What Is Metabolism?
Metabolism encompasses all of the chemical processes that occur within the cells of a living organism, in order to sustain life. There are many factors that influence metabolism – some that we can control, most that we cannot.
Metabolism can be split in to 2 categories – anabolism and catabolism.
Catabolism: This is the breakdown of organic substrates, for example, carbohydrate is broken down to glucose, protein breaks in to amino acids and triglycerides are broken down to fatty acids and glycerol. This process produces energy.
Anabolism: Anabolism has an opposite effect to catabolism whereby it synthesises new organic molecules for functions such as structural maintenance or repair, support of growth or to store nutrient reserves.
Your daily total energy expenditure can be split in to three components; these influence your overall metabolic rate. The diagram below outlines the activities that our bodies use energy for and how significantly each activity contributes to our daily energy output. The three components are then discussed in more detail.
1. Basal metabolic rate/ Resting metabolic rate
Basal Metabolic Rate (BMR) is the amount of energy required for your body to maintain homeostasis (The ability to maintain internal equilibrium). In other words, it is the amount of energy your body uses at complete physical and mental rest in a thermoneutral environment (to avoid heat-generating processes such as shivering which burns more energy). If a state of complete rest is not maintained, the energy expenditure is referred to as resting metabolic rate (RMR) which expends more energy than the BMR.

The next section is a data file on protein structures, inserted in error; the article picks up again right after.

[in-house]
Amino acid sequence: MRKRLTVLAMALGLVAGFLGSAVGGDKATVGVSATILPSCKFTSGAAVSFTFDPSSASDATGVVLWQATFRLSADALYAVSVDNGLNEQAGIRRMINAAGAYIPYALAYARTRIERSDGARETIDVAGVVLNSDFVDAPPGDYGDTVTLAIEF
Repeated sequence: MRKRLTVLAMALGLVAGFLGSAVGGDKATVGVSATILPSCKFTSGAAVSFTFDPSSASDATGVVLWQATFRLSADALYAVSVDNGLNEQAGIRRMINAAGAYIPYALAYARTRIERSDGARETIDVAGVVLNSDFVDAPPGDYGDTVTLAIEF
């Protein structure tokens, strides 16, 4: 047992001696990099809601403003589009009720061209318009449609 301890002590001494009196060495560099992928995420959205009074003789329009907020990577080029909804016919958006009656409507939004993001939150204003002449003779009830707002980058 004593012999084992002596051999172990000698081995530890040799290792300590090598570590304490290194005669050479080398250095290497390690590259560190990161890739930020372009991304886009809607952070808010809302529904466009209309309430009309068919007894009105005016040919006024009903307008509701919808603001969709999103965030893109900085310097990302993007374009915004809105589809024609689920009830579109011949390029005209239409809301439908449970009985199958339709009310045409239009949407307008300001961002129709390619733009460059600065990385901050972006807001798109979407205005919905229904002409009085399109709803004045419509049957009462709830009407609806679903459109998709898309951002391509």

The amount of energy you burn at rest can be increased by increasing your lean body mass i.e. muscle mass. This is because lean mass uses more energy.
BMR and RMR contribute largely towards total daily energy expenditure (on average 60-75%). By increasing your lean mass, the amount of energy your body expends in a day can be markedly increased. This is particularly useful for individuals who are trying to lose weight. Increasing your muscle mass as well reduces the risk of injury in training.
However, there is a difference between being lean and being “skinny”. Being skinny is not always an indicator of good health or of being lean. Someone who is very thin can have minimal muscle mass and can still have visceral fat hidden away – the most dangerous form of fat. So it is possible to be thin but still have a higher percentage of body fat than is healthy.
Leanness is rather an indicator of greater muscle mass and less fat mass.